International benchmarking of quality management in forensic science drug laboratories
Venter, Casper Henderik
MetadataShow full item record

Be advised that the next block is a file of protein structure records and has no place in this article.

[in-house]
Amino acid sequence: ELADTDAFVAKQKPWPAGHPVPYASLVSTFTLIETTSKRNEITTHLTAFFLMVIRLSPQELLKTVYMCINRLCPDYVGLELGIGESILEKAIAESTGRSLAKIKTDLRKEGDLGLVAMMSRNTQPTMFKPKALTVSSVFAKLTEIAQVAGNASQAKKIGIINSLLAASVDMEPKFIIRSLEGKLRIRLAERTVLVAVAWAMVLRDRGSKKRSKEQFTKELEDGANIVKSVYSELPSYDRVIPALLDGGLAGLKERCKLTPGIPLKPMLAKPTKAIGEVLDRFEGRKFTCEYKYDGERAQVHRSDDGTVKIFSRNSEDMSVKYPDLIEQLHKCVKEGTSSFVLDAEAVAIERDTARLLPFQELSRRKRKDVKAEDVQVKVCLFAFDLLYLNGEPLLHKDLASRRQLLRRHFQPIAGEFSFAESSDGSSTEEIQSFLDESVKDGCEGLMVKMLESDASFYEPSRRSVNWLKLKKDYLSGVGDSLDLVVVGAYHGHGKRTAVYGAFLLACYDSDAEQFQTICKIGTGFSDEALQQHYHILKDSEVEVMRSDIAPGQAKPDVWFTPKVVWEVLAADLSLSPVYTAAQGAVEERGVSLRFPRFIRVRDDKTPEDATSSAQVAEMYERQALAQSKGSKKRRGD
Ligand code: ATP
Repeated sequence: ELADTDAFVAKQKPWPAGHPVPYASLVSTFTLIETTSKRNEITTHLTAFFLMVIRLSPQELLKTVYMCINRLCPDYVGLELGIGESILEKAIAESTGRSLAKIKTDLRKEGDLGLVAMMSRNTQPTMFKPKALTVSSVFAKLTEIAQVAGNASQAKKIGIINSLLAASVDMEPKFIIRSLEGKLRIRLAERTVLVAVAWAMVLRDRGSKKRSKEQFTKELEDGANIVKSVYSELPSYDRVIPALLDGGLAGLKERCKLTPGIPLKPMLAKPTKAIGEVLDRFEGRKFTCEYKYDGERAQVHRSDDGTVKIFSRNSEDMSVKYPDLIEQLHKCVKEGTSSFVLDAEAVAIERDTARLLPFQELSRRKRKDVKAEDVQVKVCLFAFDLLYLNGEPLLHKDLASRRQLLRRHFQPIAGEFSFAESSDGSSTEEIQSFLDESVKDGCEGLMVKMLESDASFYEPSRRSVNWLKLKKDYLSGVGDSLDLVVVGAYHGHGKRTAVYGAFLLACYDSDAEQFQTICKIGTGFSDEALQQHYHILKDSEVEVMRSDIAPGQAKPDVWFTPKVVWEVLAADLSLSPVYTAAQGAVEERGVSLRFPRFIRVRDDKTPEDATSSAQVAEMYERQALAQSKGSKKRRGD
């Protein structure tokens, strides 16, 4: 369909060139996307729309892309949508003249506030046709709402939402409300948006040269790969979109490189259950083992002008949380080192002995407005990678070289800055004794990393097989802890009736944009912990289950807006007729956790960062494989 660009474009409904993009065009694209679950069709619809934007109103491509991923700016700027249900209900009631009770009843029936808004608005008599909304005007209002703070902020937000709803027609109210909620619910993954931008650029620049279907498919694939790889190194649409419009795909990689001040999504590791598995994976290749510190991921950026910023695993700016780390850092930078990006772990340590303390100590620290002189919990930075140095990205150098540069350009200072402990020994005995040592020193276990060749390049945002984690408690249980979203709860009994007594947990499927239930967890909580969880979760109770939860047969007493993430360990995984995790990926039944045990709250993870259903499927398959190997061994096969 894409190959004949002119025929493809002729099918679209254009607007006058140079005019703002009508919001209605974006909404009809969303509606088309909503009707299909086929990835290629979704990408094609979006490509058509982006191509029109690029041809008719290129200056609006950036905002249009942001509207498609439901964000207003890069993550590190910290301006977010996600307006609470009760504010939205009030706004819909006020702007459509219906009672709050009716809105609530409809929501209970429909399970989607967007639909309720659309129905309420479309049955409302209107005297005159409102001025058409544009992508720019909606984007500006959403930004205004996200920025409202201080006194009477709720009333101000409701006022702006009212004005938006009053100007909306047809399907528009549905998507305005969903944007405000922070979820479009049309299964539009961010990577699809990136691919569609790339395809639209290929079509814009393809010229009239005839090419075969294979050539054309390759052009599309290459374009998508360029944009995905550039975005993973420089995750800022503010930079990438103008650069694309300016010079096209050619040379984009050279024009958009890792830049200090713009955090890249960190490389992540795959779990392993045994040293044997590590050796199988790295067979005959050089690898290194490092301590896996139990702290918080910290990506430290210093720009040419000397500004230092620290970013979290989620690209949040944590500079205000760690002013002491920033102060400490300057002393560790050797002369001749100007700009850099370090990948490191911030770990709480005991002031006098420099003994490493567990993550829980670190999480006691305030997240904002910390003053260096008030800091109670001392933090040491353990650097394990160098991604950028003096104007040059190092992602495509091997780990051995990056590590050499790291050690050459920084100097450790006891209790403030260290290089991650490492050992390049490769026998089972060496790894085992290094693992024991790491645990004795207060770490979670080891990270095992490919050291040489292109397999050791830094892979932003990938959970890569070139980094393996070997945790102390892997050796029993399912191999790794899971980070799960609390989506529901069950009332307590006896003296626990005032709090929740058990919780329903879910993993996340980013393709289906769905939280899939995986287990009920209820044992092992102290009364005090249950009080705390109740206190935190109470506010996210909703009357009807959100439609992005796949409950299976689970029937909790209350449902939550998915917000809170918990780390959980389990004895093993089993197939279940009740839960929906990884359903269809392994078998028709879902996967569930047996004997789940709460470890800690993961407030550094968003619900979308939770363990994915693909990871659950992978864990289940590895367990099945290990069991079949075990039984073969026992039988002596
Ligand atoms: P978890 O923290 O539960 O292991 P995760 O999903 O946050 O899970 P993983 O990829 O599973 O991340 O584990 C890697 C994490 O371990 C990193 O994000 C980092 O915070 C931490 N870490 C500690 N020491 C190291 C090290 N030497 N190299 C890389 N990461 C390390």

Since the early 1980s, laboratory managers in the field of forensic science were introduced to the first international standards for testing and calibration laboratories. Now almost three decades later every laboratory should have some level of quality management system implemented to assure the quality of results. With all the quality standards and requirements in the global arena, proper assessment is necessary to ensure that quality standards are harmonised across laboratories. The aim of this study was first to establish the extent of quality standards and recommendations within the forensic drug environment and secondly, the level to which they were implemented in forensic drug laboratories globally. A questionnaire was developed to measure quality variables according to five categories in forensic drug laboratories, namely equipment, personnel, quality assurance and quality control, customer relationship as well as productivity. A total of seventy international drug laboratories participated in the study which consisted of laboratories from the United States of America, Canada, Australia, New Zealand, Belgium, Finland, Netherlands, Switzerland, Taiwan and Israel. To make statistical inferences on the greater population of forensic drug laboratories, all data was converted to proportions. These proportions were compared to international quality standards such as ISO 17025 and ASCLO/LAB. International forensic drug laboratories use similar analytical methodology when analysing drug samples. These techniques comply with ISO standards and can be accepted within any jurisdiction, if operated and maintained correctly. Laboratory managers should however pay more attention to maintenance and procurement plans. All the laboratories appoint qualified scientists and have internal training programs to ensure that technical staff are qualified and competent when performing specialised tasks. More attention should however, be given to mentorship programs to assess and coach new technical staff. The majority of laboratories complied with the technical and managerial ISO requirements on quality control and quality assurance, in spite of a non-standardised sampling scheme. Although laboratories have a good relationship with their customers, staff shortages will lead to extended turn around times which will influence customer satisfaction over time. Furthermore, small drug laboratories, translating to a small staff quotient, were determined to be more productive than larger laboratories. This study ultimately, underscores the fact that an established quality system and an effective laboratory information management system will contribute to higher productivity in a forensic laboratory environment.